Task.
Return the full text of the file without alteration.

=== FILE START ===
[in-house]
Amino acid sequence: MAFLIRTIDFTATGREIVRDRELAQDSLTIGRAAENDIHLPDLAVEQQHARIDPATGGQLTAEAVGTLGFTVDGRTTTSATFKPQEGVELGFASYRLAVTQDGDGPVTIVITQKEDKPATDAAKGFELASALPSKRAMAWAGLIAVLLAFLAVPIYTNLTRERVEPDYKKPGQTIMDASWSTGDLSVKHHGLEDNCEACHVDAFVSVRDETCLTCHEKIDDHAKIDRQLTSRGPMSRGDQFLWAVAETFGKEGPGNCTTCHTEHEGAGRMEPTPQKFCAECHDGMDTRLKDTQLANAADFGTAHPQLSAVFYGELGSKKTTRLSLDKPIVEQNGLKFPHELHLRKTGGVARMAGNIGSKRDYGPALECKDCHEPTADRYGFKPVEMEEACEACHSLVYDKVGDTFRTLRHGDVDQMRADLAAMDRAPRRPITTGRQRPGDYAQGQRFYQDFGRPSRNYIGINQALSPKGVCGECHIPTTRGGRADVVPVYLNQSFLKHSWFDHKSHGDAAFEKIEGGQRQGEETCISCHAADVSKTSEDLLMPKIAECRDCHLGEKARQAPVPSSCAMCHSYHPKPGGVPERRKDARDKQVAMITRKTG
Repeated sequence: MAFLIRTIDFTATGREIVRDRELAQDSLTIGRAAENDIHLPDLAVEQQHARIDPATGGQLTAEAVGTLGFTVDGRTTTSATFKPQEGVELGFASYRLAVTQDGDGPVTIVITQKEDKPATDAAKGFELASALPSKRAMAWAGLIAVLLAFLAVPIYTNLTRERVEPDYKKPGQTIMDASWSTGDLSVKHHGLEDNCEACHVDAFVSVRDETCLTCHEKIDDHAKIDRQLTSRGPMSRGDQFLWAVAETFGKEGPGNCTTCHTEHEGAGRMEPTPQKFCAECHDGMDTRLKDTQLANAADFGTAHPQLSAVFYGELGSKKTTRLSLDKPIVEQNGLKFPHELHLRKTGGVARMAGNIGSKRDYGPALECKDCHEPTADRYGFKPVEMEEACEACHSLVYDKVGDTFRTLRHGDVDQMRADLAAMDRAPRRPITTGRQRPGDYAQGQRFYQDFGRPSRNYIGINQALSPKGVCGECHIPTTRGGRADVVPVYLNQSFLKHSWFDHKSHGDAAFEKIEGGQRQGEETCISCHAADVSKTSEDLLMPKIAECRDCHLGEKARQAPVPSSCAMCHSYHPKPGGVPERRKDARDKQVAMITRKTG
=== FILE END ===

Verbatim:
[in-house]
Amino acid sequence: MAFLIRTIDFTATGREIVRDRELAQDSLTIGRAAENDIHLPDLAVEQQHARIDPATGGQLTAEAVGTLGFTVDGRTTTSATFKPQEGVELGFASYRLAVTQDGDGPVTIVITQKEDKPATDAAKGFELASALPSKRAMAWAGLIAVLLAFLAVPIYTNLTRERVEPDYKKPGQTIMDASWSTGDLSVKHHGLEDNCEACHVDAFVSVRDETCLTCHEKIDDHAKIDRQLTSRGPMSRGDQFLWAVAETFGKEGPGNCTTCHTEHEGAGRMEPTPQKFCAECHDGMDTRLKDTQLANAADFGTAHPQLSAVFYGELGSKKTTRLSLDKPIVEQNGLKFPHELHLRKTGGVARMAGNIGSKRDYGPALECKDCHEPTADRYGFKPVEMEEACEACHSLVYDKVGDTFRTLRHGDVDQMRADLAAMDRAPRRPITTGRQRPGDYAQGQRFYQDFGRPSRNYIGINQALSPKGVCGECHIPTTRGGRADVVPVYLNQSFLKHSWFDHKSHGDAAFEKIEGGQRQGEETCISCHAADVSKTSEDLLMPKIAECRDCHLGEKARQAPVPSSCAMCHSYHPKPGGVPERRKDARDKQVAMITRKTG
Repeated sequence: MAFLIRTIDFTATGREIVRDRELAQDSLTIGRAAENDIHLPDLAVEQQHARIDPATGGQLTAEAVGTLGFTVDGRTTTSATFKPQEGVELGFASYRLAVTQDGDGPVTIVITQKEDKPATDAAKGFELASALPSKRAMAWAGLIAVLLAFLAVPIYTNLTRERVEPDYKKPGQTIMDASWSTGDLSVKHHGLEDNCEACHVDAFVSVRDETCLTCHEKIDDHAKIDRQLTSRGPMSRGDQFLWAVAETFGKEGPGNCTTCHTEHEGAGRMEPTPQKFCAECHDGMDTRLKDTQLANAADFGTAHPQLSAVFYGELGSKKTTRLSLDKPIVEQNGLKFPHELHLRKTGGVARMAGNIGSKRDYGPALECKDCHEPTADRYGFKPVEMEEACEACHSLVYDKVGDTFRTLRHGDVDQMRADLAAMDRAPRRPITTGRQRPGDYAQGQRFYQDFGRPSRNYIGINQALSPKGVCGECHIPTTRGGRADVVPVYLNQSFLKHSWFDHKSHGDAAFEKIEGGQRQGEETCISCHAADVSKTSEDLLMPKIAECRDCHLGEKARQAPVPSSCAMCHSYHPKPGGVPERRKDARDKQVAMITRKTG